Alcoa Plant Operators
by Brent Adams
As plant managers of two local Alcoa Inc. plants met with United Steelworkers of America officials to discuss a new contract, members of their management team were busy learning new positions.
Alcoa's extruded automotive products plant at 4301 Produce Road and Reynolds Wrap aluminum foil production plant at 2827 Hale Ave. are among 15 Alcoa plants nationwide that are governed by a contract that expires May 31.
The five-year agreement covers 9,000 members of the United Steelworkers, said Kevin Lowery, director of corporate communications for Pittsburgh-based Alcoa.
Although Alcoa officials are hopeful a new agreement can be reached, they aren't taking any chances, Lowery said. Earlier this month, the union locals voted to authorize the union's negotiating committee to call a strike if talks,
which began May 18 in St. Louis, break down.
"It's prudent to be prepared in the event we do not reach an agreement," Lowery said. "If there is a strike, we plan to run the plants -- maybe not at 100 percent, but as much as we can."
Union Local 155 president Jack Coates was in St. Louis for negotiations and could not be reached for comment.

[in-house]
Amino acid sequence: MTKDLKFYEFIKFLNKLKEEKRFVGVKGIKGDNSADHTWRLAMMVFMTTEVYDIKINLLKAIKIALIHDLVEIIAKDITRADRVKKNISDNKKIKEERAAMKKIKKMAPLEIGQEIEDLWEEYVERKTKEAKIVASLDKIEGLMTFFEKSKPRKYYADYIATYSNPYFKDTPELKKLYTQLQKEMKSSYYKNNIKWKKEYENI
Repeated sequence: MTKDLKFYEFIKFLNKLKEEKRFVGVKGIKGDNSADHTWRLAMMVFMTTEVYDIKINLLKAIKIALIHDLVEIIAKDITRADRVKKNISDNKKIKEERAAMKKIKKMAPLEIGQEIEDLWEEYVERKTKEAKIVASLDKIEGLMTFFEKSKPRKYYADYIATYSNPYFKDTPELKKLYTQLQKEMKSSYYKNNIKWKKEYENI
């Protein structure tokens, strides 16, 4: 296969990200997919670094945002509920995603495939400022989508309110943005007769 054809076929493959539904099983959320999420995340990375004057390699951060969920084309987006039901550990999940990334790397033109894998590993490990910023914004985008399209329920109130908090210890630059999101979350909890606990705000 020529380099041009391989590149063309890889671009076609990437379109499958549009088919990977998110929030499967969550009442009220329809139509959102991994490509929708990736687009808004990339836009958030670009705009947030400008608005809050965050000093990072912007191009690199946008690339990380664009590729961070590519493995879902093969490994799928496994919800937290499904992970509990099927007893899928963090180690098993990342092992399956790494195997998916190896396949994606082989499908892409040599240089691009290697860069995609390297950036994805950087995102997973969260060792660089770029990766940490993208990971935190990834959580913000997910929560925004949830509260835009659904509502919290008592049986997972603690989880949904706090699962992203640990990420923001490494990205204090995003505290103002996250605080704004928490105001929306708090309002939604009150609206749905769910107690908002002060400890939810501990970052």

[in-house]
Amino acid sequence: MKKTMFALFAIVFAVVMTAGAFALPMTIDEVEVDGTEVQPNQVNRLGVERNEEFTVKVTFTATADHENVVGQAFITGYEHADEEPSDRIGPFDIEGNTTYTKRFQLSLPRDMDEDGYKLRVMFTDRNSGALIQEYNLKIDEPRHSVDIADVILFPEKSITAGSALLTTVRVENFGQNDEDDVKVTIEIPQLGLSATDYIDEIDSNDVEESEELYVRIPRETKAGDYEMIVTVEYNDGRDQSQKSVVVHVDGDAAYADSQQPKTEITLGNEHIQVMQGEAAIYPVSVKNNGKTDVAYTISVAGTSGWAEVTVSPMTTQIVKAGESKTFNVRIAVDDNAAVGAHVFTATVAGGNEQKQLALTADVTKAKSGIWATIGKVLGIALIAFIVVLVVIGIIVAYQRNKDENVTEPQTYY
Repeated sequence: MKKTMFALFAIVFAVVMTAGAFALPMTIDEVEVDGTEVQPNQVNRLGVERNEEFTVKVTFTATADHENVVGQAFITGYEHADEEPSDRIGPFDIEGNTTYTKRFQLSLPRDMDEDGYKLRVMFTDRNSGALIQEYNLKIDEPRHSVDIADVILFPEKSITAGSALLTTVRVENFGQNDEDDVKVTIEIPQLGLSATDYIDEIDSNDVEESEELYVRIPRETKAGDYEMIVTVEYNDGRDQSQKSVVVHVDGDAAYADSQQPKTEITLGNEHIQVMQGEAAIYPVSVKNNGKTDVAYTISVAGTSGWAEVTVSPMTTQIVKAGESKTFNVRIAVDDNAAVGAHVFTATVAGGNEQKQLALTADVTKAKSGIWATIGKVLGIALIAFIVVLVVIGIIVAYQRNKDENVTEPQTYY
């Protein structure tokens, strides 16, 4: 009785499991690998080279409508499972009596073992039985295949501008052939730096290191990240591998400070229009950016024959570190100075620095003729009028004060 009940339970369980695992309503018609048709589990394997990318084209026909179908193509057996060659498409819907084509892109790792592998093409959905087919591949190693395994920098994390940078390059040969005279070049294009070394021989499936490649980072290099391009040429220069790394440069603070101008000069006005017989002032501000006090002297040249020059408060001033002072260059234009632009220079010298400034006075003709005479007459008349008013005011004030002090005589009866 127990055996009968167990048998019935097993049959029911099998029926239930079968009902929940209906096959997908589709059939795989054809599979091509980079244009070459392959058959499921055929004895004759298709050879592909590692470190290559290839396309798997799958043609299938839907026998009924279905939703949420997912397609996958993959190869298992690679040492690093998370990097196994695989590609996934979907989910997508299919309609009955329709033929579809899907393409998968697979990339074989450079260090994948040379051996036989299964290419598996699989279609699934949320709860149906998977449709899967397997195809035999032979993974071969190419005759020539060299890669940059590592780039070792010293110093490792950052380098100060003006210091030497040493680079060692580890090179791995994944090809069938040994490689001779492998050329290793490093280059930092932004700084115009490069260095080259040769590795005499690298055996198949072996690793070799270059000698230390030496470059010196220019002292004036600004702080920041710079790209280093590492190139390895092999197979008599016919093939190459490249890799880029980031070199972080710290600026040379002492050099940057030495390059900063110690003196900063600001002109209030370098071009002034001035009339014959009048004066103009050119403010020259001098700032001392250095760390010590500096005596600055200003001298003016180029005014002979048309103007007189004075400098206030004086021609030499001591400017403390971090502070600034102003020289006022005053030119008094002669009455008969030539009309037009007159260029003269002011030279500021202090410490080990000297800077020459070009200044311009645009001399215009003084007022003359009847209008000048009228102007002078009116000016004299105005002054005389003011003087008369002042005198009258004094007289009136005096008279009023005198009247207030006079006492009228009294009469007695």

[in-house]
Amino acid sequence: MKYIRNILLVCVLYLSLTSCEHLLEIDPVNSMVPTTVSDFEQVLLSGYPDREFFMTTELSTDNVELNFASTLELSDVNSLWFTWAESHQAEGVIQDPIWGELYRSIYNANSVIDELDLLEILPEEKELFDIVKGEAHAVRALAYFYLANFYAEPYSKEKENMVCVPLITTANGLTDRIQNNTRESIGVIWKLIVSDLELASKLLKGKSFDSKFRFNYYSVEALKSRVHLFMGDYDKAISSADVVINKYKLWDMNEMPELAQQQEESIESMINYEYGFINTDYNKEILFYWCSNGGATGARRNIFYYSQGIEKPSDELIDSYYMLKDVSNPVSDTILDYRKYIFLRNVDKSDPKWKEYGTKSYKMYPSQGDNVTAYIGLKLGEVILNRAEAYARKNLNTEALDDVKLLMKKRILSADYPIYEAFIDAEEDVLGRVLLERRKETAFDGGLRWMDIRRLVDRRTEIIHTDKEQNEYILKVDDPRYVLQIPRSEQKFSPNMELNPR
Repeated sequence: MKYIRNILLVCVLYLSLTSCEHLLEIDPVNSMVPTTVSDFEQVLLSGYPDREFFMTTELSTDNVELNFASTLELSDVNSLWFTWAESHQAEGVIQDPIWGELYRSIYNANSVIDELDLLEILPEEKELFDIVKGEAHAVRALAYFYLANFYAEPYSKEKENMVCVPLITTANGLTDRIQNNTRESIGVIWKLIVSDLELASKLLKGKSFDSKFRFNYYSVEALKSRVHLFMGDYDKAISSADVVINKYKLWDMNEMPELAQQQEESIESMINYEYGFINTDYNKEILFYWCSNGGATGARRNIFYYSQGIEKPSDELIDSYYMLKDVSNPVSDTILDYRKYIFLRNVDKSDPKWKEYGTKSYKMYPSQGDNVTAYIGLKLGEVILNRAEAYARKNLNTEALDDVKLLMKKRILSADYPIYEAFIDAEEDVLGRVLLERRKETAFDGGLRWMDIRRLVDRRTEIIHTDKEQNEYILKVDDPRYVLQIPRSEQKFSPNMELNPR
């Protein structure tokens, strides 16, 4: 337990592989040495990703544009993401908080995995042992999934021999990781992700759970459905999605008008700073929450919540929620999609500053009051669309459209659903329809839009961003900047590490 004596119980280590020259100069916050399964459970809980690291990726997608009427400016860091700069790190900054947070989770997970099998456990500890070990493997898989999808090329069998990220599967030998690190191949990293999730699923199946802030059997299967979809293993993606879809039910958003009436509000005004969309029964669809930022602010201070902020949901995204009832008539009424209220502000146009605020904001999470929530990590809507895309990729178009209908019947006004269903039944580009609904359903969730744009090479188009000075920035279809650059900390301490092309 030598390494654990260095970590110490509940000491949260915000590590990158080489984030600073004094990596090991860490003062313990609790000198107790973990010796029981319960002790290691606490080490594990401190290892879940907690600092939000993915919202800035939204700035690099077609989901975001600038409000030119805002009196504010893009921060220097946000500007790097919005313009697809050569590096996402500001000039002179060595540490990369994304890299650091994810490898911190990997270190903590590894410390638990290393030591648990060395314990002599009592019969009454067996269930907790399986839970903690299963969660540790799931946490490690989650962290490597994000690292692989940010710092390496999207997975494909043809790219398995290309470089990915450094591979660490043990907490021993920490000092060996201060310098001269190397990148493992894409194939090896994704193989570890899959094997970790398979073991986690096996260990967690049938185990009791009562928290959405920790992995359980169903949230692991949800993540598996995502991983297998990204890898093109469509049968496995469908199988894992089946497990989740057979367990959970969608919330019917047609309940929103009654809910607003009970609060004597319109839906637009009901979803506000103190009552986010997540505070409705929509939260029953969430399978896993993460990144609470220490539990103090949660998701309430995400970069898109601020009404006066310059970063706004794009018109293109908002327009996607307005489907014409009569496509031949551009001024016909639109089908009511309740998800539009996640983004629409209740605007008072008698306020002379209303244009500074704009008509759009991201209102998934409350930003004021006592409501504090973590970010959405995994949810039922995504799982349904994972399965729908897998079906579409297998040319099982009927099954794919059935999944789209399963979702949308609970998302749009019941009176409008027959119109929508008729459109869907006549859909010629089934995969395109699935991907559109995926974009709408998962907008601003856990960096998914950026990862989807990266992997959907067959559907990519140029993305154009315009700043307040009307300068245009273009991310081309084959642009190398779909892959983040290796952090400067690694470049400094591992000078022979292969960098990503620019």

Salaried, temp workers might be used
In the event of a steelworkers strike, Alcoa will call on salaried employees and, in some instances, temporary workers to carry out production duties, Lowery said.
Alcoa is even prepared to mobilize workers from corporate offices in Pittsburgh and New York City to fill production positions, Lowery said.
"If there is a strike, we want to ensure that there is a business for workers to come back to once it's over," Lowery said. "Because once that work leaves, it isn't easy to get it back."
Union unhappy with Alcoa proposals
The United Steelworkers union has expressed displeasure over proposed changes to its master agreement. Alcoa has proposed changes to benefits for new hires and retirees. It also has proposed continuation of outsourcing of some work at the plants.
But none of the points has been more controversial than proposed changes to the workers' and retirees' health insurance plans.
Alcoa-union dispute involves four areas of benefits, hiring processes
Areas of difference between Alcoa and the United Steelworkers center largely around four areas: a proposal for workers to pay a portion of their health insurance premiums; a proposal for retirees to pay a greater share of their premiums; a proposed reduction in benefits for new hires; and the question of which jobs may be outsourced.